If you don’t already have a laptop with a built-in webcam, or if the one on your laptop isn’t very good, you may need to get a separate webcam. Perhaps it’s to be able to reveal your face at work or school. Perhaps it’s for speaking with pals or for side ventures such as live streaming or filming yourself.
However, if you do not wish to acquire a webcam, there are various alternatives. You can get clever with your phone (for little or no cost) by utilising an app that tricks your computer into believing it’s a webcam. Alternatively, you could connect a high-priced DSLR or mirrorless camera to your computer and use it as a webcam – a pretty nice one, at that.
However, assuming you merely want to buy a webcam, our goal is to make it easy for you to select one that meets both your demands and your budget.
In this article, we will talk about 3 standalone webcams that you can buy if you are on a budget.
Number 1. Logitech C920S Pro HD ($70)
Normally priced at $60, Logitech’s C920S Pro HD has superior video and mic quality than others in this price range that we tested. This model can record in 1080p resolution at up to 30 frames per second, and while similar-priced cameras with those features are available, the C920S Pro’s out-of-the-box colour balance, exposure, and somewhat rapid auto-focus set it apart from the others we tried.
The image quality is adequate, and even in my relatively gloomy flat, the C920S Pro had no issue making my facial characteristics stand out. However, it was not a flawless presentation in general, which is to be expected for the price. In less-than-ideal lighting conditions, the C920S Pro oversaturated my skin, leaving red areas where the webcam couldn’t compensate for the lack of light. This was noticeably less of an issue in a work or play area flooded with natural light.
Aside from image quality, the C920S Pro boasts a number of useful features, including a wide 78-degree field of vision, status lights that illuminate when the webcam is being utilised by an application, and an inbuilt privacy shutter that ensures you’re not broadcasting unless you want to. Another good feature at this price is the robust articulating stand, which can sit atop your monitor or easily screw into a tripod. It’s simply an excellent buy for the money.
Number 2. Logitech C270 HD ($40)
If you’re in a pinch and your major criteria for a camera are just that it’s reliable, inexpensive, and has a microphone, the Logitech C270 HD might be worth a look. When it comes to video quality, it’s far from spectacular; it’s only capable of 720p resolution at 30 frames per second, so you’ll receive a very blurry image no matter what your lighting situation is. You’ll get the best picture if you connect it in a well-lit area.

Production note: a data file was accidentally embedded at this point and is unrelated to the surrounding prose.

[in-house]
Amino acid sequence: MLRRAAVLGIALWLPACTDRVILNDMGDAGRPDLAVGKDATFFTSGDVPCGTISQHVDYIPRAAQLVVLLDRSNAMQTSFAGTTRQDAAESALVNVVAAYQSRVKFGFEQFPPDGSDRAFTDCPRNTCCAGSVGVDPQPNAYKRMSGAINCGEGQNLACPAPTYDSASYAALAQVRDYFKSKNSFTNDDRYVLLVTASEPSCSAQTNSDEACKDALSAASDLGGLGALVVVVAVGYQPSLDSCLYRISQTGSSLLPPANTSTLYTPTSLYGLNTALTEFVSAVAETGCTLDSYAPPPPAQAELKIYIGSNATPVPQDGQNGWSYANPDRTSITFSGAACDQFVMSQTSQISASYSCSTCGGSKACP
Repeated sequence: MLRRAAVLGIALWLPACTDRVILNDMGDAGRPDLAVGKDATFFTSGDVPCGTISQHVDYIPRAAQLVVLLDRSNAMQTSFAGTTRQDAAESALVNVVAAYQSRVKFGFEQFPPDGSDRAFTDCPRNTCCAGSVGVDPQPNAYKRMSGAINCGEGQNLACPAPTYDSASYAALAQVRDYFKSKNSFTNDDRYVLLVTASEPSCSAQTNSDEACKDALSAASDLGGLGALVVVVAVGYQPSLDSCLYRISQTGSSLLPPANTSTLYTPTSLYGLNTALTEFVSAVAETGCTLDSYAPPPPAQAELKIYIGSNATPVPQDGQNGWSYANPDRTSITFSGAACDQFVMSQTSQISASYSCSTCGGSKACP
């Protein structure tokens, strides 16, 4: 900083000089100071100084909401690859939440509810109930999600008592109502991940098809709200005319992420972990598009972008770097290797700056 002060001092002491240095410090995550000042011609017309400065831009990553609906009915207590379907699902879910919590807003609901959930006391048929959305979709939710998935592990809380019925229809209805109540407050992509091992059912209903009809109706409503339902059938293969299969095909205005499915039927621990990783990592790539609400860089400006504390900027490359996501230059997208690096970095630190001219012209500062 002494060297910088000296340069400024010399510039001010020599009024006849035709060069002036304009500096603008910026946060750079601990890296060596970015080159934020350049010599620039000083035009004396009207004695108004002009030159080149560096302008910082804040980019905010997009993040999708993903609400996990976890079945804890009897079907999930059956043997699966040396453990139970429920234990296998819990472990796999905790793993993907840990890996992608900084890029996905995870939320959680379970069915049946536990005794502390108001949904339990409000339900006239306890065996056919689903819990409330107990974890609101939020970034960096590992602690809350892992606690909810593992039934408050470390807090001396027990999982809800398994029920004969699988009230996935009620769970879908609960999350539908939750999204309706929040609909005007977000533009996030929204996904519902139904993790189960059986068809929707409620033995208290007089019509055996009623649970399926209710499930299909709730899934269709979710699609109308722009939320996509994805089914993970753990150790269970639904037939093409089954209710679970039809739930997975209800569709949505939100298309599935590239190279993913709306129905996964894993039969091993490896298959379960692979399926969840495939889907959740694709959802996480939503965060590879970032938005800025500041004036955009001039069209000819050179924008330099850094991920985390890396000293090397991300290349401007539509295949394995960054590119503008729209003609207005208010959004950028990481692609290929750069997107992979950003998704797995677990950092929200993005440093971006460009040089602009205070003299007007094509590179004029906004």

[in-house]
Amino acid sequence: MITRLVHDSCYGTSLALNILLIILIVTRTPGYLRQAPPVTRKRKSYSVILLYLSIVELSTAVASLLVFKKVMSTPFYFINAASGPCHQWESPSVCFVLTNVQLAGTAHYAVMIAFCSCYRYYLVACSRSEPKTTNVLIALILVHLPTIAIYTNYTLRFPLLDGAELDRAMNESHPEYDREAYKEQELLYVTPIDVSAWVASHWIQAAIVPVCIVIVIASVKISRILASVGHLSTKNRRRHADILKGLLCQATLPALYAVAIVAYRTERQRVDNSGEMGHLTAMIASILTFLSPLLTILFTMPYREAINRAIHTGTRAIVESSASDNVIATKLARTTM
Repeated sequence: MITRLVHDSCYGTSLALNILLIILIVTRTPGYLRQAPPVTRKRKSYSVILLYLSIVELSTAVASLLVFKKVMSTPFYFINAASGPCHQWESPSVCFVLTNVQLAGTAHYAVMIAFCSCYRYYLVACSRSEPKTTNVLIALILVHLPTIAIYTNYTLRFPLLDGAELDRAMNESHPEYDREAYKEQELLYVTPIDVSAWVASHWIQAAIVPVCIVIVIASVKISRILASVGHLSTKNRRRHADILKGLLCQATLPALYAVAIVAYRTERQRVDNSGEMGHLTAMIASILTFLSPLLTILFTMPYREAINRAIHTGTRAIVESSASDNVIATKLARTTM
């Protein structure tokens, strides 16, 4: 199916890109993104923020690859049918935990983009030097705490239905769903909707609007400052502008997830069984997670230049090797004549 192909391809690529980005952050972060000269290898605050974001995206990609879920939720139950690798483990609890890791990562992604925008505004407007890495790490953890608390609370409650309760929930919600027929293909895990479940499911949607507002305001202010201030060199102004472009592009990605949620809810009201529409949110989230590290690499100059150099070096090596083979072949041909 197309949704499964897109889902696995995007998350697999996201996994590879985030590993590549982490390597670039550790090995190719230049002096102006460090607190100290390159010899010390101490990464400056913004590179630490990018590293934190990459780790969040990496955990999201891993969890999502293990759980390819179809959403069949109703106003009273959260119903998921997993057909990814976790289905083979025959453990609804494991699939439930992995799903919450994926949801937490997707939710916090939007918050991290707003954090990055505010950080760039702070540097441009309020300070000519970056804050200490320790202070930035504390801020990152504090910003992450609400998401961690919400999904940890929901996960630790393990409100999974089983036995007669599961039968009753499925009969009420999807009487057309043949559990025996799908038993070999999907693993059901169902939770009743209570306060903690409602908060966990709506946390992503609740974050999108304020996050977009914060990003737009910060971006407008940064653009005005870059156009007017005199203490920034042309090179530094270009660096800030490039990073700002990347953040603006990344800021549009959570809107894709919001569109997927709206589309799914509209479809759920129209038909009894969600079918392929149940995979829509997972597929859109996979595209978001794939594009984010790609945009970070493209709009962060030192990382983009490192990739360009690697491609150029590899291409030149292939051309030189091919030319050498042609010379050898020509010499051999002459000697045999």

Unlike the other options, the C270 HD’s larger form would most likely overhang the screen of your monitor. It’s a slight consolation that the monitor mount doubles as a type of stand, allowing it to stand on your desk or a table. Being an inexpensive webcam does not preclude it from having a good design, so we are hoping Logitech improves this feature in particular for the next edition.
This isn’t the most glowing recommendation, but we appreciate that for some people, spending more money isn’t an option. Most people should spend $60 on our top selection, but if you just want something that does the job without breaking the bank, the C270 HD would suffice.
Number 3. Logitech StreamCam ($170)
If you’re willing to spend between $150 and $200, your webcam options will expand to include devices with better picture quality and other capabilities that may be worth the extra money. The Logitech Streamcam isn’t the most recent webcam to hit the market, but it stands out as an excellent overall value – and it’s currently $79.99 at GameStop.
For starters, it’s small, and its image quality may reach 1080p resolution at 60 frames per second. However, it clearly wins because to its far more smooth capture at 60fps. The Streamcam also includes a dual omnidirectional microphone and a quick auto-focus capability. For those who prefer a fixed-focus webcam that isn’t continuously scanning for moving things, Logitech’s Capture programme allows you to turn off the auto-focus, among other picture-tweaking options.
These are all nice to have (and what you’d expect from a $100+ webcam), but it’s the extra features that put this one beyond the rest. The Streamcam can record in landscape or portrait mode, which could save you time when editing clips designed for mobile viewing. It comes with two stands: one that can be mounted to a tripod and another that can rest on your monitor. The later stand allows for a significant amount of vertical tilt as well as left-to-right panning. Finally, you may use the Capture programme to activate an AI feature that will track your face as it moves within the frame.
One component of the Streamcam that may cause problems if you have an older laptop is that it plugs in via USB-C. If your computer lacks a USB-C port, you’ll need to buy a USB-C to USB-A adaptor. There are also higher-end webcams with larger fields of view than the Streamcam’s 78 degrees, so you might want to look elsewhere if you want to capture an image that includes more of your room or work arrangement.